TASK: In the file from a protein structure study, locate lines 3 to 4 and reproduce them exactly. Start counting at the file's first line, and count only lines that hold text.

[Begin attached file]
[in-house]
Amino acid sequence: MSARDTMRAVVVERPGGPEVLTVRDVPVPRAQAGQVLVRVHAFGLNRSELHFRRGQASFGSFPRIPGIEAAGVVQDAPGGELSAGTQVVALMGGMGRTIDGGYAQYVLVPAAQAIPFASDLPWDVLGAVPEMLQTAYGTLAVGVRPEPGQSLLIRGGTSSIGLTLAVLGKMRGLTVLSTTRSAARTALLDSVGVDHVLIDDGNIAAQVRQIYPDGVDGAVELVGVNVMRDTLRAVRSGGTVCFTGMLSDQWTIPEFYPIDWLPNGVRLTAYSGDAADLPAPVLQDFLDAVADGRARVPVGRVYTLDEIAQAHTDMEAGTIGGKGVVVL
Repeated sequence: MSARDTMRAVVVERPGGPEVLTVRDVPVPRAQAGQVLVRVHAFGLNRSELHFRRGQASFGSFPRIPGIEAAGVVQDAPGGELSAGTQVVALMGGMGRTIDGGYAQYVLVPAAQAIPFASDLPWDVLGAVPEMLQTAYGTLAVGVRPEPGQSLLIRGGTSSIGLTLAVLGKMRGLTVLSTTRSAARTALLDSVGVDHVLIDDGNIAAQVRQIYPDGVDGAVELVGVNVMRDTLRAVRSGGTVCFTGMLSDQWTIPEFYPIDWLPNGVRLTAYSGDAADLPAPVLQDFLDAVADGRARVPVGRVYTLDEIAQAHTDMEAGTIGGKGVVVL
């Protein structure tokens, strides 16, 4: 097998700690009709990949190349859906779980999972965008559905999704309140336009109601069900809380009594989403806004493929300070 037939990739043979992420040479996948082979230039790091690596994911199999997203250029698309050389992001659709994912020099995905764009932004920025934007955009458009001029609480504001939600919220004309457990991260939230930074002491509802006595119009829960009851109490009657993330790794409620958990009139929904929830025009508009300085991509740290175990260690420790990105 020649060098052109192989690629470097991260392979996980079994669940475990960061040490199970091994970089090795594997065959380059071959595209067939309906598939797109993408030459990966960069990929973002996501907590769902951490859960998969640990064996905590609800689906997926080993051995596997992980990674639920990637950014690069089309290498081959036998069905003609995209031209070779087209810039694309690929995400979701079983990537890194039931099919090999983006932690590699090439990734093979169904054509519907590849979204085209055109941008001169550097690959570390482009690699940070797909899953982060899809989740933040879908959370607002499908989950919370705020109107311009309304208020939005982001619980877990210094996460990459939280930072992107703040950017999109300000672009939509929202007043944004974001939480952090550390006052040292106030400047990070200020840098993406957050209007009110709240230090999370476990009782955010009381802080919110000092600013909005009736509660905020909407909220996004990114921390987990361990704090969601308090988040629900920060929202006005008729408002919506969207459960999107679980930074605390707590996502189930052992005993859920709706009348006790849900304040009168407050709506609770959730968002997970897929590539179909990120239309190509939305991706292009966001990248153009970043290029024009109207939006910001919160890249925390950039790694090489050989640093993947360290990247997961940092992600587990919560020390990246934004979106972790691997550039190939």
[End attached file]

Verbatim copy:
Repeated sequence: MSARDTMRAVVVERPGGPEVLTVRDVPVPRAQAGQVLVRVHAFGLNRSELHFRRGQASFGSFPRIPGIEAAGVVQDAPGGELSAGTQVVALMGGMGRTIDGGYAQYVLVPAAQAIPFASDLPWDVLGAVPEMLQTAYGTLAVGVRPEPGQSLLIRGGTSSIGLTLAVLGKMRGLTVLSTTRSAARTALLDSVGVDHVLIDDGNIAAQVRQIYPDGVDGAVELVGVNVMRDTLRAVRSGGTVCFTGMLSDQWTIPEFYPIDWLPNGVRLTAYSGDAADLPAPVLQDFLDAVADGRARVPVGRVYTLDEIAQAHTDMEAGTIGGKGVVVL
């Protein structure tokens, strides 16, 4: 097998700690009709990949190349859906779980999972965008559905999704309140336009109601069900809380009594989403806004493929300070 037939990739043979992420040479996948082979230039790091690596994911199999997203250029698309050389992001659709994912020099995905764009932004920025934007955009458009001029609480504001939600919220004309457990991260939230930074002491509802006595119009829960009851109490009657993330790794409620958990009139929904929830025009508009300085991509740290175990260690420790990105 020649060098052109192989690629470097991260392979996980079994669940475990960061040490199970091994970089090795594997065959380059071959595209067939309906598939797109993408030459990966960069990929973002996501907590769902951490859960998969640990064996905590609800689906997926080993051995596997992980990674639920990637950014690069089309290498081959036998069905003609995209031209070779087209810039694309690929995400979701079983990537890194039931099919090999983006932690590699090439990734093979169904054509519907590849979204085209055109941008001169550097690959570390482009690699940070797909899953982060899809989740933040879908959370607002499908989950919370705020109107311009309304208020939005982001619980877990210094996460990459939280930072992107703040950017999109300000672009939509929202007043944004974001939480952090550390006052040292106030400047990070200020840098993406957050209007009110709240230090999370476990009782955010009381802080919110000092600013909005009736509660905020909407909220996004990114921390987990361990704090969601308090988040629900920060929202006005008729408002919506969207459960999107679980930074605390707590996502189930052992005993859920709706009348006790849900304040009168407050709506609770959730968002997970897929590539179909990120239309190509939305991706292009966001990248153009970043290029024009109207939006910001919160890249925390950039790694090489050989640093993947360290990247997961940092992600587990919560020390990246934004979106972790691997550039190939």